I am so confused. I need a tool that will allow me to go to about 10 different URLs to get a list of objects. Those object lists will be hundreds or thousands in length. I then need to get detailed data lists about each object. Those detailed data lists can have hundreds of elements that could be map/reduced somehow. My batch process dies sometimes halfway through which means hours of processing gone, i.e. time wasted. I need something like a directed graph that will keep results of successful data collection and allow me either pragmatically or manually to retry the failed ones some way (0 - forever) times. I want it to then process all the ones that have succeeded or been effectively ignored and load the data store with the aggregation of some couple thousand data-points. I know hitting this many endpoints is not a good practice but I can't put collectors on all the endpoints or anything like that. It is pretty much the only way to get the data.

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Gilroy Gordon
Solution Architect at IGonics Limited · | 2 upvotes · 267.3K views
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For a non-streaming approach:

You could consider using more checkpoints throughout your spark jobs. Furthermore, you could consider separating your workload into multiple jobs with an intermittent data store (suggesting cassandra or you may choose based on your choice and availability) to store results , perform aggregations and store results of those.

Spark Job 1 - Fetch Data From 10 URLs and store data and metadata in a data store (cassandra) Spark Job 2..n - Check data store for unprocessed items and continue the aggregation

Alternatively for a streaming approach: Treating your data as stream might be useful also. Spark Streaming allows you to utilize a checkpoint interval - https://spark.apache.org/docs/latest/streaming-programming-guide.html#checkpointing

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Pros of Airflow
Pros of StreamSets
  • 51
    Features
  • 14
    Task Dependency Management
  • 12
    Beautiful UI
  • 12
    Cluster of workers
  • 10
    Extensibility
  • 6
    Open source
  • 5
    Complex workflows
  • 5
    Python
  • 3
    Good api
  • 3
    Apache project
  • 3
    Custom operators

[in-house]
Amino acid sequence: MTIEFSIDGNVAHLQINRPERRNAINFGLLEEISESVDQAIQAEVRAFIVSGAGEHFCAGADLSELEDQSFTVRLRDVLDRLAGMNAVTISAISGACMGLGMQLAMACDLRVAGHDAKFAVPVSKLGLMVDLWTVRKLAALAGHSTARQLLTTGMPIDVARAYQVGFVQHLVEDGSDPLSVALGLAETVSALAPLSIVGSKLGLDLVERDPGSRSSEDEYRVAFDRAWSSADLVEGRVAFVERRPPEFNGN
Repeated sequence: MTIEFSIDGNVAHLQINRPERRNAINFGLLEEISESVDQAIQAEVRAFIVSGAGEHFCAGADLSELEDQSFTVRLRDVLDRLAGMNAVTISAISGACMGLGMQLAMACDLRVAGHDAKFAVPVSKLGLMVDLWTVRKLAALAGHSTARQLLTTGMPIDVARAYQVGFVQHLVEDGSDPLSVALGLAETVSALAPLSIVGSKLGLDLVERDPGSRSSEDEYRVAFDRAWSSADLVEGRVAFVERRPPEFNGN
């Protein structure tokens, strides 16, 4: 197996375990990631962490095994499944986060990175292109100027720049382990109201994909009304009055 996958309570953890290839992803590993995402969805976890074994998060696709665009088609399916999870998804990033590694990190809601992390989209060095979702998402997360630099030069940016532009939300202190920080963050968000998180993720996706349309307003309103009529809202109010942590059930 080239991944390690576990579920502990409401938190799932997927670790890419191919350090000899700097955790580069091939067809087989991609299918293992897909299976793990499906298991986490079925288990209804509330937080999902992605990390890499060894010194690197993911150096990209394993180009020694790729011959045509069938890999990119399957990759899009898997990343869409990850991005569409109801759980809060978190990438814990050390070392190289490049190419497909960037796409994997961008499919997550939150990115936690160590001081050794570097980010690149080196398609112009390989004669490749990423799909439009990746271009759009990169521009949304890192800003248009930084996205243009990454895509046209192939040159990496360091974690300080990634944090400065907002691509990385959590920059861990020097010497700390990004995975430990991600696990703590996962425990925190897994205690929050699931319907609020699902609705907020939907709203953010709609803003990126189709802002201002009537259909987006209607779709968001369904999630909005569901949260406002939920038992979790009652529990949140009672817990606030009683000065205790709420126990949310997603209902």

• 2
    Dashboard
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    Cons of Airflow
    Cons of StreamSets
    • 2
      Observability is not great when the DAGs exceed 250
    • 2
      Running it on kubernetes cluster relatively complex
    • 2
      Open source - provides minimum or no support
    • 1
      Logical separation of DAGs is not straight forward
    • 2
      No user community
    • 1
      Crashes

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    What is Airflow?

    Use Airflow to author workflows as directed acyclic graphs (DAGs) of tasks. The Airflow scheduler executes your tasks on an array of workers while following the specified dependencies. Rich command lines utilities makes performing complex surgeries on DAGs a snap. The rich user interface makes it easy to visualize pipelines running in production, monitor progress and troubleshoot issues when needed.

    What is StreamSets?

    An end-to-end data integration platform to build, run, monitor and manage smart data pipelines that deliver continuous data for DataOps.

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    What are some alternatives to Airflow and StreamSets?
    Luigi
    It is a Python module that helps you build complex pipelines of batch jobs. It handles dependency resolution, workflow management, visualization etc. It also comes with Hadoop support built in.
    Apache NiFi
    An easy to use, powerful, and reliable system to process and distribute data. It supports powerful and scalable directed graphs of data routing, transformation, and system mediation logic.
    Jenkins
    In a nutshell Jenkins CI is the leading open-source continuous integration server. Built with Java, it provides over 300 plugins to support building and testing virtually any project.
    AWS Step Functions
    AWS Step Functions makes it easy to coordinate the components of distributed applications and microservices using visual workflows. Building applications from individual components that each perform a discrete function lets you scale and change applications quickly.
    Pachyderm
    Pachyderm is an open source MapReduce engine that uses Docker containers for distributed computations.
    See all alternatives